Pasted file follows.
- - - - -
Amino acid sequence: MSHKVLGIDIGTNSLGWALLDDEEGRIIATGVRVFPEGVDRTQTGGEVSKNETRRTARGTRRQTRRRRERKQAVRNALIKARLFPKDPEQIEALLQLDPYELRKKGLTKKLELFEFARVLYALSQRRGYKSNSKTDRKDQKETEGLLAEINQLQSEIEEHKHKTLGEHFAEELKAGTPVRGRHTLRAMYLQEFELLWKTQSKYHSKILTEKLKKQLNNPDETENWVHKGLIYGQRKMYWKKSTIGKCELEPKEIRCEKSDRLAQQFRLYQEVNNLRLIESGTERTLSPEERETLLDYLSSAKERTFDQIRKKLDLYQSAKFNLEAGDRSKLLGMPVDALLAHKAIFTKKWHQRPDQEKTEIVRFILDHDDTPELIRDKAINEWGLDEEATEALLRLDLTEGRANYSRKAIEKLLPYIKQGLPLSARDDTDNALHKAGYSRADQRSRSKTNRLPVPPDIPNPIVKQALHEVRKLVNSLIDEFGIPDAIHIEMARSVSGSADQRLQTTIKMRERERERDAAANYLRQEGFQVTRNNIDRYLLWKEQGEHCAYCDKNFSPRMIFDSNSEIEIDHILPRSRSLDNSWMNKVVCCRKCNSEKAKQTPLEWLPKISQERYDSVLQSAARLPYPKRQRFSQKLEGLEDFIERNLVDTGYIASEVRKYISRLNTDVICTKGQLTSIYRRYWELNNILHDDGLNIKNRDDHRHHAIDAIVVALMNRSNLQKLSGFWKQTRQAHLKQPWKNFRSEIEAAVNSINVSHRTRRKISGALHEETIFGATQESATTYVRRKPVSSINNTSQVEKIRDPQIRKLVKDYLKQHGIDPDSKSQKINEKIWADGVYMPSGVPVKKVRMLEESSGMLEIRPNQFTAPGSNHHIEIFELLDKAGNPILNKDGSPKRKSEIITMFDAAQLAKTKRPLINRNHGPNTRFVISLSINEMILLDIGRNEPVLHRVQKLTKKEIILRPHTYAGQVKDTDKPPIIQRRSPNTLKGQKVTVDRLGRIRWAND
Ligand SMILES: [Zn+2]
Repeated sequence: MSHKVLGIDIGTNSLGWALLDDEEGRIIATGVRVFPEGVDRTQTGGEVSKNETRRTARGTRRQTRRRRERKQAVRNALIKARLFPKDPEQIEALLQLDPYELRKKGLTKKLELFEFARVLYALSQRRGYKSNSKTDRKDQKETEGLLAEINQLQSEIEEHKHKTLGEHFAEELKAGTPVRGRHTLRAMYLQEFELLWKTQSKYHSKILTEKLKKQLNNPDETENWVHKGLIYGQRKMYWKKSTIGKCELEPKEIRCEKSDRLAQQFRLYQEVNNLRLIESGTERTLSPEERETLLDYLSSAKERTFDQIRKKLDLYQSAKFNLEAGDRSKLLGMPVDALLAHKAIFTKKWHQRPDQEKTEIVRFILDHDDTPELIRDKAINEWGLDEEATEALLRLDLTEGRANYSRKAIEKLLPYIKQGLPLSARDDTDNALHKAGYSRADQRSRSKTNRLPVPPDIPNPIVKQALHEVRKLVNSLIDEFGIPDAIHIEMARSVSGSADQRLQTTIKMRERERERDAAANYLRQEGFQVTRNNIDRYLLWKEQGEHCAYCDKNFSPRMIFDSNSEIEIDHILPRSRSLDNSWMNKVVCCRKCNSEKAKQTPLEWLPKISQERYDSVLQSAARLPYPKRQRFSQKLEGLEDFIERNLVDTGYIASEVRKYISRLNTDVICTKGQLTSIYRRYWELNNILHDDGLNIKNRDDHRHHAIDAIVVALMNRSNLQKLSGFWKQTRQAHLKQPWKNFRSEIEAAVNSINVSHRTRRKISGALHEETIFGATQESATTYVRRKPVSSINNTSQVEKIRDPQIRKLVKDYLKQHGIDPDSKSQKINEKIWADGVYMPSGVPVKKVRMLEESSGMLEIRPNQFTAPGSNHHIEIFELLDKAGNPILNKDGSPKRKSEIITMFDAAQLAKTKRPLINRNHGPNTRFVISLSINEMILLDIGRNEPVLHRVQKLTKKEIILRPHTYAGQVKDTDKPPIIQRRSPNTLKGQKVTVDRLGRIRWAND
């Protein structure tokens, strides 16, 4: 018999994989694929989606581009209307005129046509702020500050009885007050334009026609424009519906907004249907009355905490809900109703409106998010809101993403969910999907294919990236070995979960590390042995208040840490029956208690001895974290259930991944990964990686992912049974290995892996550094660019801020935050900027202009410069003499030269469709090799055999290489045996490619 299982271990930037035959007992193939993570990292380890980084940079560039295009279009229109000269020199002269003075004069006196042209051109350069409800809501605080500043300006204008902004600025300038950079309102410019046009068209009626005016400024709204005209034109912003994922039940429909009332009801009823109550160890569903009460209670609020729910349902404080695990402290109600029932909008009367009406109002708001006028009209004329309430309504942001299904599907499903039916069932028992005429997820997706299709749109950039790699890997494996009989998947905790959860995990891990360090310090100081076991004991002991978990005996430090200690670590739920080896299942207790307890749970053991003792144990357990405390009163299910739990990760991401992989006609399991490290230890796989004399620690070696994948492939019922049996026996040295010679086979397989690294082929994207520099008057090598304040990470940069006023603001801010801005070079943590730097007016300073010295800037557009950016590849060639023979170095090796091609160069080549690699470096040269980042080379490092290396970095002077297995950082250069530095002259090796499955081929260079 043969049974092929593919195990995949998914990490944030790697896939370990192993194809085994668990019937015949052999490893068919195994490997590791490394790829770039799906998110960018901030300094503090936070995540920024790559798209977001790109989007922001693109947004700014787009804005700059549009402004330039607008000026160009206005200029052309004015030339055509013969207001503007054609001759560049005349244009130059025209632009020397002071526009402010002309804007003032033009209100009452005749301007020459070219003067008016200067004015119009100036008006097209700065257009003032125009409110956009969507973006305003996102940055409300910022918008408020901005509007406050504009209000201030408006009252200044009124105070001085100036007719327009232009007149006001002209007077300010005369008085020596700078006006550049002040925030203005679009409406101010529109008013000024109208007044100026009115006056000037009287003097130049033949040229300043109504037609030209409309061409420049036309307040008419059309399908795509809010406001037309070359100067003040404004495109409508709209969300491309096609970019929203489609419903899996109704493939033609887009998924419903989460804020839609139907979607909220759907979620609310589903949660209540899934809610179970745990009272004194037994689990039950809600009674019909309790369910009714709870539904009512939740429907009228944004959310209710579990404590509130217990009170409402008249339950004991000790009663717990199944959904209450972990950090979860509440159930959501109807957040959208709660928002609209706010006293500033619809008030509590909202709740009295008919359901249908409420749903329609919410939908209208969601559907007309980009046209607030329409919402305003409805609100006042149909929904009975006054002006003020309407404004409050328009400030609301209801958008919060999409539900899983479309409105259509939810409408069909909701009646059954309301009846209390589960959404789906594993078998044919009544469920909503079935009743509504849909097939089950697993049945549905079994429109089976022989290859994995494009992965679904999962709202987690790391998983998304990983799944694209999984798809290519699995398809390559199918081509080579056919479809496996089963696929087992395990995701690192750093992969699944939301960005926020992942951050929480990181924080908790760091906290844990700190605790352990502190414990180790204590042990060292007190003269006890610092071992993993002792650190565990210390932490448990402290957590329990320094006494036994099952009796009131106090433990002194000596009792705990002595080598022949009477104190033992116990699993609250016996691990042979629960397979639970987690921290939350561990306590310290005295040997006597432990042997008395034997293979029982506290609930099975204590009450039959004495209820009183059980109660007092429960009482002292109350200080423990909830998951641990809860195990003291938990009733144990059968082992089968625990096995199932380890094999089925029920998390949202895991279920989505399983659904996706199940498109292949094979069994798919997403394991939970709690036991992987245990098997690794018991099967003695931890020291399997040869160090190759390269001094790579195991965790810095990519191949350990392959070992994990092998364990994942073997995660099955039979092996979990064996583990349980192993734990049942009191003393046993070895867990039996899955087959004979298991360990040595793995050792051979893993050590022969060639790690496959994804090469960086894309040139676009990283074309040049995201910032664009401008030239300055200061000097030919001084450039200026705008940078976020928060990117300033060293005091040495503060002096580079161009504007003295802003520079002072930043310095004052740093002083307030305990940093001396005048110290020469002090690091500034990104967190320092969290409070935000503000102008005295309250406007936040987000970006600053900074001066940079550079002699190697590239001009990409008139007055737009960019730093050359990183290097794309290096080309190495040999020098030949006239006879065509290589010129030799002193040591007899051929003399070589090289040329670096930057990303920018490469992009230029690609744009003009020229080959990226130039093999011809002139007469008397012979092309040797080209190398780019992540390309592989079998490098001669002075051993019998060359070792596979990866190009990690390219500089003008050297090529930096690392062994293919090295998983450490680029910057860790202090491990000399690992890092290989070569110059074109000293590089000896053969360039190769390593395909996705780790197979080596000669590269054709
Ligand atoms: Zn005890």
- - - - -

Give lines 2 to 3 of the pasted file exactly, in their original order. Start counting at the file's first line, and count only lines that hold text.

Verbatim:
Ligand SMILES: [Zn+2]
Repeated sequence: MSHKVLGIDIGTNSLGWALLDDEEGRIIATGVRVFPEGVDRTQTGGEVSKNETRRTARGTRRQTRRRRERKQAVRNALIKARLFPKDPEQIEALLQLDPYELRKKGLTKKLELFEFARVLYALSQRRGYKSNSKTDRKDQKETEGLLAEINQLQSEIEEHKHKTLGEHFAEELKAGTPVRGRHTLRAMYLQEFELLWKTQSKYHSKILTEKLKKQLNNPDETENWVHKGLIYGQRKMYWKKSTIGKCELEPKEIRCEKSDRLAQQFRLYQEVNNLRLIESGTERTLSPEERETLLDYLSSAKERTFDQIRKKLDLYQSAKFNLEAGDRSKLLGMPVDALLAHKAIFTKKWHQRPDQEKTEIVRFILDHDDTPELIRDKAINEWGLDEEATEALLRLDLTEGRANYSRKAIEKLLPYIKQGLPLSARDDTDNALHKAGYSRADQRSRSKTNRLPVPPDIPNPIVKQALHEVRKLVNSLIDEFGIPDAIHIEMARSVSGSADQRLQTTIKMRERERERDAAANYLRQEGFQVTRNNIDRYLLWKEQGEHCAYCDKNFSPRMIFDSNSEIEIDHILPRSRSLDNSWMNKVVCCRKCNSEKAKQTPLEWLPKISQERYDSVLQSAARLPYPKRQRFSQKLEGLEDFIERNLVDTGYIASEVRKYISRLNTDVICTKGQLTSIYRRYWELNNILHDDGLNIKNRDDHRHHAIDAIVVALMNRSNLQKLSGFWKQTRQAHLKQPWKNFRSEIEAAVNSINVSHRTRRKISGALHEETIFGATQESATTYVRRKPVSSINNTSQVEKIRDPQIRKLVKDYLKQHGIDPDSKSQKINEKIWADGVYMPSGVPVKKVRMLEESSGMLEIRPNQFTAPGSNHHIEIFELLDKAGNPILNKDGSPKRKSEIITMFDAAQLAKTKRPLINRNHGPNTRFVISLSINEMILLDIGRNEPVLHRVQKLTKKEIILRPHTYAGQVKDTDKPPIIQRRSPNTLKGQKVTVDRLGRIRWAND